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Lotte Stam-Beese

Amsterdam, Netherlands
1 of 2
Photo unknown, around 1929.

Charlotte Ida Anna "Lotte" Stam-Beese was a German architect and urban planner who helped with the reconstruction of Rotterdam after World War II. Beese was born in Reisicht, Silesia, Germany (now Rokitki, Tczew County, Poland). As a young adult she first found work as a weaver in Dresden. She attended the Bauhaus school, starting in 1926, where she studied with Josef Albers, Wassily Kandinsky, Joost Schmidt, and Gunta Stolzl. Though she enrolled to study weaving, she took classes in photography as well as architecture, changing her career path.

She was one of the first women to join the Bauhaus Department of Architecture in 1927 and the first to study with Hannes Meyer and Hans Wittwer. She continued to work with Meyer after leaving Bauhaus, working at his office in Berlin and later following him to Moscow to work for Mart Stam. In 1935, Lotte Beese moved with Mart Stam to Amsterdam, whom she finally married. Until 1938 Beese ran her own architectural office in Amsterdam. During the war, she wrote her diploma thesis at the School of Architecture in Amsterdam, for which she graduated in 1944 with a diploma. From 1946 to 1968 Beese worked as an architect in urban development in Rotterdam. In 1947 she built the first car-free street in the Netherlands; from 1949 she was involved in the construction of the quarter Pendrecht, later followed by Alexander Polder and Onmoord. Beese also taught at the Academy of Architecture and Urban Design in Amsterdam. Lotte Stam-Beese died on 18 November 1988 in Krimpen (Netherlands).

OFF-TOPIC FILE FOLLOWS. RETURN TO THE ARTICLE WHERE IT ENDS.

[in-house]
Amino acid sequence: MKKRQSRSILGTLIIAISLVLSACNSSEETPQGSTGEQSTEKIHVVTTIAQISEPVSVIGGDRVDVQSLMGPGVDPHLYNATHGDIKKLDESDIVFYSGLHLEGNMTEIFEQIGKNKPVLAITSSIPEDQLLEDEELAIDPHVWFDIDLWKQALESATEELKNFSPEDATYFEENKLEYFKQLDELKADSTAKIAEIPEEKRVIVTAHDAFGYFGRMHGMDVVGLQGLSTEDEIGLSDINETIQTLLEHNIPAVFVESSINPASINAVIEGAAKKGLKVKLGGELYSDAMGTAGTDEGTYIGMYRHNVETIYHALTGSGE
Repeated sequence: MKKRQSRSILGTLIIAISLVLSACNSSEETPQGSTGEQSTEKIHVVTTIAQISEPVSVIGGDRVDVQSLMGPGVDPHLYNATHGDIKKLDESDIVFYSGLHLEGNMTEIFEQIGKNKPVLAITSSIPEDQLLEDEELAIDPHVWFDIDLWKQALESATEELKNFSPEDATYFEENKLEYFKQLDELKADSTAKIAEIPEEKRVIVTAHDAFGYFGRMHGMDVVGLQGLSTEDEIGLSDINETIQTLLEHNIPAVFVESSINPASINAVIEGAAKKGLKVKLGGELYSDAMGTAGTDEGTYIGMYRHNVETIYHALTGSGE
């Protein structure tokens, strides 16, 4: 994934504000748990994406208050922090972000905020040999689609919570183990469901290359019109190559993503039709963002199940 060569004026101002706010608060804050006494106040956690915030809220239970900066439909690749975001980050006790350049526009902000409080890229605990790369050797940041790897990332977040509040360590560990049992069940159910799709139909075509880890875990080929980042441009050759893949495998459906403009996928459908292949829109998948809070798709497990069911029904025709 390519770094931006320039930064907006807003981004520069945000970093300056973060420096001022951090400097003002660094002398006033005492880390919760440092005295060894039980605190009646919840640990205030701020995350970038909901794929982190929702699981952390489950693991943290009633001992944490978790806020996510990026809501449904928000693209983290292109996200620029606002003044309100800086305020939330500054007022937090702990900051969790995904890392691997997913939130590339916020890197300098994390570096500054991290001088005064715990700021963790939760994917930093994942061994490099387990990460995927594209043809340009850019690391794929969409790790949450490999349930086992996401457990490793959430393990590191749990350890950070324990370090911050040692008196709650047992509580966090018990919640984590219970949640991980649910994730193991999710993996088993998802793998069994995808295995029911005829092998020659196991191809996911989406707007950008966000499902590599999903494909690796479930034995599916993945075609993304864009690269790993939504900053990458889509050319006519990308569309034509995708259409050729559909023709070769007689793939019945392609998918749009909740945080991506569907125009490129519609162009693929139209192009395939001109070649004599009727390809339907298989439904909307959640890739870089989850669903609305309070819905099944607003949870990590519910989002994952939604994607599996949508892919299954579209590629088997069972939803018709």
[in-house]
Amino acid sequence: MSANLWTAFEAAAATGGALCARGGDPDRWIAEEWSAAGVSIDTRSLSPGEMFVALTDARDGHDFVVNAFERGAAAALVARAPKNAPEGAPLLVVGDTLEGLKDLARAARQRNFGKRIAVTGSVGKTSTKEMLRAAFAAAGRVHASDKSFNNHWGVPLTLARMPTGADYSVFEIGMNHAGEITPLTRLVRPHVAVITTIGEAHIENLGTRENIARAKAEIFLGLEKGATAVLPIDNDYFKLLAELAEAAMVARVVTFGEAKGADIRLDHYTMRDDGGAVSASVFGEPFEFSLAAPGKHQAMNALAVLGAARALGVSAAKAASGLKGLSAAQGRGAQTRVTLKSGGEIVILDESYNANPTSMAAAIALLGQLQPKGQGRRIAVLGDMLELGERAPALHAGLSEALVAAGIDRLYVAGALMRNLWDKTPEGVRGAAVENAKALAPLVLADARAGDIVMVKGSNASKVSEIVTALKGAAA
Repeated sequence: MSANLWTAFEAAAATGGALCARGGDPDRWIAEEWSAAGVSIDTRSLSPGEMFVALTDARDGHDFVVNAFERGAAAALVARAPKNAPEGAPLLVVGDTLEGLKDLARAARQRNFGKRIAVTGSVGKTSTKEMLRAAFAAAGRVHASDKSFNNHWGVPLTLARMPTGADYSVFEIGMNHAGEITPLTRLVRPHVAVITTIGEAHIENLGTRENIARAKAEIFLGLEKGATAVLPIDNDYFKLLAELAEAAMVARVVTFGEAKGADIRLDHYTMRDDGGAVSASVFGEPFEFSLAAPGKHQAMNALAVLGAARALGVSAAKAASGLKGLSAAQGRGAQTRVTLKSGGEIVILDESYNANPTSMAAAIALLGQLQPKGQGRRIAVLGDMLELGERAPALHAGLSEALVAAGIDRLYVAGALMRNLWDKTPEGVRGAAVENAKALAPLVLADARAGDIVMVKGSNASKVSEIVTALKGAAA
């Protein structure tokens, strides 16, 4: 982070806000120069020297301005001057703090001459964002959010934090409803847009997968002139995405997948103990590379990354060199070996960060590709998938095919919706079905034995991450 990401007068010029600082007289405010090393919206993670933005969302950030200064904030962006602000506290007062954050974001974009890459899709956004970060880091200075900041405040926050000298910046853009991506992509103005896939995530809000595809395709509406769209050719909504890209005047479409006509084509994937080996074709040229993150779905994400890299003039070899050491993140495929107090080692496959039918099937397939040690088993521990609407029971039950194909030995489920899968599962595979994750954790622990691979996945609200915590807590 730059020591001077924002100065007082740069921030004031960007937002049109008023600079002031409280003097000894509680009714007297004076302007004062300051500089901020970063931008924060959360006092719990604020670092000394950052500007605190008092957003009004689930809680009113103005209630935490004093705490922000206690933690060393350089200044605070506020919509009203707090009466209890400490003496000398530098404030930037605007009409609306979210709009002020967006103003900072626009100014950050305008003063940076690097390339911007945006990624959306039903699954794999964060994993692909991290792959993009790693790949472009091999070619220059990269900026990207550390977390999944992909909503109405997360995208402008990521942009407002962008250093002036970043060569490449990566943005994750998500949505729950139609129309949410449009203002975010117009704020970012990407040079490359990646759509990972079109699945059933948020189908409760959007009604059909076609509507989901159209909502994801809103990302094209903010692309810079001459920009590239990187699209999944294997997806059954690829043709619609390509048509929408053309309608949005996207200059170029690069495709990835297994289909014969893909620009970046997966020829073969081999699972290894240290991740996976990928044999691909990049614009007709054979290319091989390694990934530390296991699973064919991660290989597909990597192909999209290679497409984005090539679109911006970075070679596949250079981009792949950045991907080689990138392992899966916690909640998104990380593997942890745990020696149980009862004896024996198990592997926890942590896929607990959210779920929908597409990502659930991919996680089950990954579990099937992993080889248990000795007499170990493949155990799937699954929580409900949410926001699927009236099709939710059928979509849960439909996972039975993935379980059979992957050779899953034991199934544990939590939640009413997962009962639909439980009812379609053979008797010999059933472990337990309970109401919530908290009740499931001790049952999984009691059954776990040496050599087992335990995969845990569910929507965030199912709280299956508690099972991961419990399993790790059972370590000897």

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Amsterdam, Netherlands
bostjan, February 15th, 2019
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